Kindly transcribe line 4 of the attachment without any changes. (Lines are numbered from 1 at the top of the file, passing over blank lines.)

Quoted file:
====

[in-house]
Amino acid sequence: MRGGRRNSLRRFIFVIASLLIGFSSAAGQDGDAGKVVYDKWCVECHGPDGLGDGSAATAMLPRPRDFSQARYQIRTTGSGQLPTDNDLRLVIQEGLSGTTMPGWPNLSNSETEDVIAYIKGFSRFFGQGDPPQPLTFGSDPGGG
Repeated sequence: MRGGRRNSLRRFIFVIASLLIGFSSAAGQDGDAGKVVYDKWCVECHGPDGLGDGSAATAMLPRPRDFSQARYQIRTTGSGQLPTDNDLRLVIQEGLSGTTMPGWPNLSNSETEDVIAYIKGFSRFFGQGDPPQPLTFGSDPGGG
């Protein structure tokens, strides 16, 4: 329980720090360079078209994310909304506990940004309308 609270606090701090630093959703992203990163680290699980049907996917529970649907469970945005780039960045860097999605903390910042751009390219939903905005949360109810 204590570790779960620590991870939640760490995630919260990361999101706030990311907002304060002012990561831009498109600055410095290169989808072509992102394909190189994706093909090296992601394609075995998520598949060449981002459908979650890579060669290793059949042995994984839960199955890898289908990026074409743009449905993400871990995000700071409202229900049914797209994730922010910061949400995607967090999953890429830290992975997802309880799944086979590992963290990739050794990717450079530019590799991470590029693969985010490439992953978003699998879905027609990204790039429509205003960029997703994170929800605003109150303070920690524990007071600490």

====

């Protein structure tokens, strides 16, 4: 329980720090360079078209994310909304506990940004309308 609270606090701090630093959703992203990163680290699980049907996917529970649907469970945005780039960045860097999605903390910042751009390219939903905005949360109810 204590570790779960620590991870939640760490995630919260990361999101706030990311907002304060002012990561831009498109600055410095290169989808072509992102394909190189994706093909090296992601394609075995998520598949060449981002459908979650890579060669290793059949042995994984839960199955890898289908990026074409743009449905993400871990995000700071409202229900049914797209994730922010910061949400995607967090999953890429830290992975997802309880799944086979590992963290990739050794990717450079530019590799991470590029693969985010490439992953978003699998879905027609990204790039429509205003960029997703994170929800605003109150303070920690524990007071600490």